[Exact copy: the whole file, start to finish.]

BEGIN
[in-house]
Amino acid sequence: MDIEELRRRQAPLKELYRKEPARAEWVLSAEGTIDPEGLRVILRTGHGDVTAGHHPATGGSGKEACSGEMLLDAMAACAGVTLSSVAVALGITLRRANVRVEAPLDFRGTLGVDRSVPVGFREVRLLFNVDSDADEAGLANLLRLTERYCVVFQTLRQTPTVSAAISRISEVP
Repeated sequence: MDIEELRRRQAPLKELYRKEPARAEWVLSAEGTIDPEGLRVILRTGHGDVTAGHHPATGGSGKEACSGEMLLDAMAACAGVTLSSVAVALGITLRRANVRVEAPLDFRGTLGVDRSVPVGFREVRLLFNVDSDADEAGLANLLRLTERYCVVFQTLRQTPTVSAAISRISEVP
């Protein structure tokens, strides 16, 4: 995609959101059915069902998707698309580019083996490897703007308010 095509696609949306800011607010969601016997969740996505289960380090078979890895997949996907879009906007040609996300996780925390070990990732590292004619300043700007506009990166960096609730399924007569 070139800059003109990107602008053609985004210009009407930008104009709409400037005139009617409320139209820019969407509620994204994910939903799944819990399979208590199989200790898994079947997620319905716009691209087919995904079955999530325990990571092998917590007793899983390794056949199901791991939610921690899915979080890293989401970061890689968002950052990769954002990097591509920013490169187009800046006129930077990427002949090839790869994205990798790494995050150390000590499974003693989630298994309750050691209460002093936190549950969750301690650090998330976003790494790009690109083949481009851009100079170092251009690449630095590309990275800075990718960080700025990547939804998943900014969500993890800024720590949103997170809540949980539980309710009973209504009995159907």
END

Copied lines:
[in-house]
Amino acid sequence: MDIEELRRRQAPLKELYRKEPARAEWVLSAEGTIDPEGLRVILRTGHGDVTAGHHPATGGSGKEACSGEMLLDAMAACAGVTLSSVAVALGITLRRANVRVEAPLDFRGTLGVDRSVPVGFREVRLLFNVDSDADEAGLANLLRLTERYCVVFQTLRQTPTVSAAISRISEVP
Repeated sequence: MDIEELRRRQAPLKELYRKEPARAEWVLSAEGTIDPEGLRVILRTGHGDVTAGHHPATGGSGKEACSGEMLLDAMAACAGVTLSSVAVALGITLRRANVRVEAPLDFRGTLGVDRSVPVGFREVRLLFNVDSDADEAGLANLLRLTERYCVVFQTLRQTPTVSAAISRISEVP
């Protein structure tokens, strides 16, 4: 995609959101059915069902998707698309580019083996490897703007308010 095509696609949306800011607010969601016997969740996505289960380090078979890895997949996907879009906007040609996300996780925390070990990732590292004619300043700007506009990166960096609730399924007569 070139800059003109990107602008053609985004210009009407930008104009709409400037005139009617409320139209820019969407509620994204994910939903799944819990399979208590199989200790898994079947997620319905716009691209087919995904079955999530325990990571092998917590007793899983390794056949199901791991939610921690899915979080890293989401970061890689968002950052990769954002990097591509920013490169187009800046006129930077990427002949090839790869994205990798790494995050150390000590499974003693989630298994309750050691209460002093936190549950969750301690650090998330976003790494790009690109083949481009851009100079170092251009690449630095590309990275800075990718960080700025990547939804998943900014969500993890800024720590949103997170809540949980539980309710009973209504009995159907």